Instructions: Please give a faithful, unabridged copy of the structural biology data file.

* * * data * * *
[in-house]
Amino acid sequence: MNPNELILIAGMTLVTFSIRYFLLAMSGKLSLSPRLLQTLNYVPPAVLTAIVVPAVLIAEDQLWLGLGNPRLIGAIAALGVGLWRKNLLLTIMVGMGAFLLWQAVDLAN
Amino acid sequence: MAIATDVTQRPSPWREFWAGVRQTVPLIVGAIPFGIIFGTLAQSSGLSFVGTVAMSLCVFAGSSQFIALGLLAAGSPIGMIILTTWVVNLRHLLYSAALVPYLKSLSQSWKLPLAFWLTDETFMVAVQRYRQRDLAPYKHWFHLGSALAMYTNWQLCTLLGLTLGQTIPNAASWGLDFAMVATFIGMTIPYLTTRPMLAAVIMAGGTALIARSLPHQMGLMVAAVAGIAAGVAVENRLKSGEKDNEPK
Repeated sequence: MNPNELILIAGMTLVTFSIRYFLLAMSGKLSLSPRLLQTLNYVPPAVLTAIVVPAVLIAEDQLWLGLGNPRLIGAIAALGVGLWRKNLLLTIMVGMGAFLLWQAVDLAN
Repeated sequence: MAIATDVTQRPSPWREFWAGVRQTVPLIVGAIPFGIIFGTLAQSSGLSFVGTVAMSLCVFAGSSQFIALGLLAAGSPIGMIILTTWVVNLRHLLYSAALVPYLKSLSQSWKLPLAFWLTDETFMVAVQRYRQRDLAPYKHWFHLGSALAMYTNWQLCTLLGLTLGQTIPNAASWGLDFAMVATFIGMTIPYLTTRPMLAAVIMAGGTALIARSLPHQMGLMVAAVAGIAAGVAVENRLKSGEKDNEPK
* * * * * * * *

[in-house]
Amino acid sequence: MNPNELILIAGMTLVTFSIRYFLLAMSGKLSLSPRLLQTLNYVPPAVLTAIVVPAVLIAEDQLWLGLGNPRLIGAIAALGVGLWRKNLLLTIMVGMGAFLLWQAVDLAN
Amino acid sequence: MAIATDVTQRPSPWREFWAGVRQTVPLIVGAIPFGIIFGTLAQSSGLSFVGTVAMSLCVFAGSSQFIALGLLAAGSPIGMIILTTWVVNLRHLLYSAALVPYLKSLSQSWKLPLAFWLTDETFMVAVQRYRQRDLAPYKHWFHLGSALAMYTNWQLCTLLGLTLGQTIPNAASWGLDFAMVATFIGMTIPYLTTRPMLAAVIMAGGTALIARSLPHQMGLMVAAVAGIAAGVAVENRLKSGEKDNEPK
Repeated sequence: MNPNELILIAGMTLVTFSIRYFLLAMSGKLSLSPRLLQTLNYVPPAVLTAIVVPAVLIAEDQLWLGLGNPRLIGAIAALGVGLWRKNLLLTIMVGMGAFLLWQAVDLAN
Repeated sequence: MAIATDVTQRPSPWREFWAGVRQTVPLIVGAIPFGIIFGTLAQSSGLSFVGTVAMSLCVFAGSSQFIALGLLAAGSPIGMIILTTWVVNLRHLLYSAALVPYLKSLSQSWKLPLAFWLTDETFMVAVQRYRQRDLAPYKHWFHLGSALAMYTNWQLCTLLGLTLGQTIPNAASWGLDFAMVATFIGMTIPYLTTRPMLAAVIMAGGTALIARSLPHQMGLMVAAVAGIAAGVAVENRLKSGEKDNEPK